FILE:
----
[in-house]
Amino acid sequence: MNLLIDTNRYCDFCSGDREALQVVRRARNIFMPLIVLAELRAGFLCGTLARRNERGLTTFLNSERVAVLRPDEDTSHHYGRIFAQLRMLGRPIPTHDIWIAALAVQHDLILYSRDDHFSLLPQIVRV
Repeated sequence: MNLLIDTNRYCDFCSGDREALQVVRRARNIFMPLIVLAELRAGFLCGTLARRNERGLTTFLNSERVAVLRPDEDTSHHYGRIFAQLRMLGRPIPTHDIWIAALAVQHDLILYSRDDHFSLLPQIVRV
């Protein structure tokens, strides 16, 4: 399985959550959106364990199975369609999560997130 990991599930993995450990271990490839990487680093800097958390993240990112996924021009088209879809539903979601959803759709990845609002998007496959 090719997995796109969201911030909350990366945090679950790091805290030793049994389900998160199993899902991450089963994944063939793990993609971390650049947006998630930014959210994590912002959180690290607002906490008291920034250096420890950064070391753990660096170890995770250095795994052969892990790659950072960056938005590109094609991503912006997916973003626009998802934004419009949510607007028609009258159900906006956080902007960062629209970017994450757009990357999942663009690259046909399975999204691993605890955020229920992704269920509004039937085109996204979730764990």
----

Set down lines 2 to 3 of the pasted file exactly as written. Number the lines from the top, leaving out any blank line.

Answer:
Amino acid sequence: MNLLIDTNRYCDFCSGDREALQVVRRARNIFMPLIVLAELRAGFLCGTLARRNERGLTTFLNSERVAVLRPDEDTSHHYGRIFAQLRMLGRPIPTHDIWIAALAVQHDLILYSRDDHFSLLPQIVRV
Repeated sequence: MNLLIDTNRYCDFCSGDREALQVVRRARNIFMPLIVLAELRAGFLCGTLARRNERGLTTFLNSERVAVLRPDEDTSHHYGRIFAQLRMLGRPIPTHDIWIAALAVQHDLILYSRDDHFSLLPQIVRV